Thursday, April 18, 2024

PowerX unveils the world’s first Battery Tanker’ X’

Japanese-based clean energy startup PowerX unveiled the first-ever ‘Battery Tanker’ detailed design at the Bariship International Maritime Exhibition held in Imabari City, Ehime Prefecture, Japan. The inaugural ship ‘X’ aims for completion by 2025, with domestic and international field testing planned to commence in 2026.

The first Battery Tanker X boasts a length of 140 meters and will be equipped with 96 containerized marine batteries, providing a total capacity of 241MWh. The onboard battery system is based on the company’s proprietary module design, featuring safe and reliable lithium iron phosphate (LFP) battery cells that ensure a lifespan of over 6,000 cycles.

In addition, the battery system includes dedicated gas emission control and fire suppression mechanisms to ensure safety. Real-time monitoring of the battery system, charging controllers, and power conversion systems further enhance safety measures.

The battery system is highly scalable, allowing for the installation of additional batteries to create larger electric transport vessels such as Power Ark 1000 or even larger sizes to meet specific mission requirements. The system includes dedicated gas emission control and fire suppression mechanisms to ensure safety.

According to the company, all batteries will be manufactured in-house in Okayama Prefecture and are expected to receive international ship classification certifications and applicable standards such as DNV and Class NK, undergoing rigorous testing to meet the strictest conditions. Delivery of the batteries is scheduled to commence by mid-2024.

The World’s First Battery Tanker 'X': The Inaugural Ship of Power Ark 100.
The World’s First Battery Tanker ‘X’: The Inaugural Ship of Power Ark 100. Credit: PowerX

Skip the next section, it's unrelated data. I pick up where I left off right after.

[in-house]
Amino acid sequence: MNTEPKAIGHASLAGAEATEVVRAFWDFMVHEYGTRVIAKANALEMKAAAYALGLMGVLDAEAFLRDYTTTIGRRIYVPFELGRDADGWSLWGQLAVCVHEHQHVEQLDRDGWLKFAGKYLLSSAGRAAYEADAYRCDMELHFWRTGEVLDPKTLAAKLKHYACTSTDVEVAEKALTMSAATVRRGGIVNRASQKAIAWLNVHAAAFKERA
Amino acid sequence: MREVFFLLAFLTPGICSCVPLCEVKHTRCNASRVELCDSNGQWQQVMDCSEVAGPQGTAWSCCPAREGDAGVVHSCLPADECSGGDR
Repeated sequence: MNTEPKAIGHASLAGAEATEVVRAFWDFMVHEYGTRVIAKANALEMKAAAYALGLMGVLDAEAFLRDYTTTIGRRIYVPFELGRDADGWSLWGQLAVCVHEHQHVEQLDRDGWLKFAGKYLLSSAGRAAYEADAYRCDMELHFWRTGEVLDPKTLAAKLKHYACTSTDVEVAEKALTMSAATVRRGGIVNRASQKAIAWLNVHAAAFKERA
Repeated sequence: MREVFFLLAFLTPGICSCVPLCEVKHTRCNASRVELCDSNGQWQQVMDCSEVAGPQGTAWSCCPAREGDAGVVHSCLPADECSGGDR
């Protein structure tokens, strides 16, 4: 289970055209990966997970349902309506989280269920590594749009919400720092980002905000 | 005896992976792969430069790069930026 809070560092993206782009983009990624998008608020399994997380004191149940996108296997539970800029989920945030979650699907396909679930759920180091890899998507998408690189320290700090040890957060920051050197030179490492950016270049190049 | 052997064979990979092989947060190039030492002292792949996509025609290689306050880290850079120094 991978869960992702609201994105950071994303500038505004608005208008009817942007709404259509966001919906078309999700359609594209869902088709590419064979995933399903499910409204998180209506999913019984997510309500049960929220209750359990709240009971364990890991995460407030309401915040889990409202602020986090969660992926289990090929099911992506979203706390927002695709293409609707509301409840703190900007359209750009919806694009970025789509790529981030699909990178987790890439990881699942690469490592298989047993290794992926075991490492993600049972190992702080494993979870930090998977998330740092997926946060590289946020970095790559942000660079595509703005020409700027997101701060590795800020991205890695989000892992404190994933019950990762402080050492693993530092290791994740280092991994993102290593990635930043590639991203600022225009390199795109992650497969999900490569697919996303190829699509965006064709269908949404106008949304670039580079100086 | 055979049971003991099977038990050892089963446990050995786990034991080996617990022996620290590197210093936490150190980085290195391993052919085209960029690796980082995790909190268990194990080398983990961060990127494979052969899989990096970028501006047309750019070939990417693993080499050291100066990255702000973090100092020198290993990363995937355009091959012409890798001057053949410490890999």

The onboard battery systems allow Battery Tankers to store and transport surplus electricity generated from renewable sources. Decommissioned or idle thermal power plants located near ports can be retrofitted into charge/discharge points for the Battery Tankers, where the power is transmitted to users via grid connections on the land, enabling further effective use of renewable energy. The ship offers a cruising range of up to 186 miles (300 kilometers).

Areas with high potential for renewable energy generation are often distant from urban areas and other regions with high power demand. Given the current energy density of lithium-ion battery cells, the Battery Tanker is an optimal solution for short-distance maritime power transmission from land to land, complementing existing inter-regional grid transmission lines.

As the energy density of batteries improves and their cost decreases, it is expected that longer-distance maritime transmission from offshore wind power plants to the land will become feasible. Battery Tankers offer an effective solution, especially in Japan, which is prone to earthquakes and has deep-sea surroundings. The ship-based solution resolves issues such as long downtime from undersea cable malfunctions and repairs and the high costs associated with ultra-high voltage connections and substations.

As a result, the Battery Tankers will enable the installation of offshore wind farms in areas where undersea cable deployment was once challenging. Using maritime power transmission via Battery Tankers can address various challenges associated with offshore wind power in Japan and contribute to the widespread adoption of renewable energy worldwide.